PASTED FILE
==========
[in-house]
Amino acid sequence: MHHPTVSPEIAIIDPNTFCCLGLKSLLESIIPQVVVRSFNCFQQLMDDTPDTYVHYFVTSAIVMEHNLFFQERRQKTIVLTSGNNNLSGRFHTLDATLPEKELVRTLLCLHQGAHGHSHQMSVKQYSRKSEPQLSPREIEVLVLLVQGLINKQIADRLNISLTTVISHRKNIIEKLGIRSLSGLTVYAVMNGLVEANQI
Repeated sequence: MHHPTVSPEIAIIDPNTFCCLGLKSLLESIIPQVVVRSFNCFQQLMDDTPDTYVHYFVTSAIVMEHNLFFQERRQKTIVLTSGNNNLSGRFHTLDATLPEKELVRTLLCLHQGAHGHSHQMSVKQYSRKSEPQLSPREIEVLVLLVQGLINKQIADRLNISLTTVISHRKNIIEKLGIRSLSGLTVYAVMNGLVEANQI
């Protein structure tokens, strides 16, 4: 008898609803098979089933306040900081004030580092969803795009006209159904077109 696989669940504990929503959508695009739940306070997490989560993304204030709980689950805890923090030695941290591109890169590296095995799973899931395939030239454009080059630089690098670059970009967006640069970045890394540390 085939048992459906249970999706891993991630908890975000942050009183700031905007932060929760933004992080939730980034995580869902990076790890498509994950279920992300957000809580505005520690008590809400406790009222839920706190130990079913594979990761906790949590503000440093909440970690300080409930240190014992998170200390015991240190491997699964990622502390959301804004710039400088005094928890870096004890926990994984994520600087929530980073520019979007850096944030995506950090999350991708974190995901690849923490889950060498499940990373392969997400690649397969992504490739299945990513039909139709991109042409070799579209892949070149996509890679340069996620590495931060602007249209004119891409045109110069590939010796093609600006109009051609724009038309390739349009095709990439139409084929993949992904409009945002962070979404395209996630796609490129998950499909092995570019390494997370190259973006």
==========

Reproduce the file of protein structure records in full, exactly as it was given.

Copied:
[in-house]
Amino acid sequence: MHHPTVSPEIAIIDPNTFCCLGLKSLLESIIPQVVVRSFNCFQQLMDDTPDTYVHYFVTSAIVMEHNLFFQERRQKTIVLTSGNNNLSGRFHTLDATLPEKELVRTLLCLHQGAHGHSHQMSVKQYSRKSEPQLSPREIEVLVLLVQGLINKQIADRLNISLTTVISHRKNIIEKLGIRSLSGLTVYAVMNGLVEANQI
Repeated sequence: MHHPTVSPEIAIIDPNTFCCLGLKSLLESIIPQVVVRSFNCFQQLMDDTPDTYVHYFVTSAIVMEHNLFFQERRQKTIVLTSGNNNLSGRFHTLDATLPEKELVRTLLCLHQGAHGHSHQMSVKQYSRKSEPQLSPREIEVLVLLVQGLINKQIADRLNISLTTVISHRKNIIEKLGIRSLSGLTVYAVMNGLVEANQI
């Protein structure tokens, strides 16, 4: 008898609803098979089933306040900081004030580092969803795009006209159904077109 696989669940504990929503959508695009739940306070997490989560993304204030709980689950805890923090030695941290591109890169590296095995799973899931395939030239454009080059630089690098670059970009967006640069970045890394540390 085939048992459906249970999706891993991630908890975000942050009183700031905007932060929760933004992080939730980034995580869902990076790890498509994950279920992300957000809580505005520690008590809400406790009222839920706190130990079913594979990761906790949590503000440093909440970690300080409930240190014992998170200390015991240190491997699964990622502390959301804004710039400088005094928890870096004890926990994984994520600087929530980073520019979007850096944030995506950090999350991708974190995901690849923490889950060498499940990373392969997400690649397969992504490739299945990513039909139709991109042409070799579209892949070149996509890679340069996620590495931060602007249209004119891409045109110069590939010796093609600006109009051609724009038309390739349009095709990439139409084929993949992904409009945002962070979404395209996630796609490129998950499909092995570019390494997370190259973006």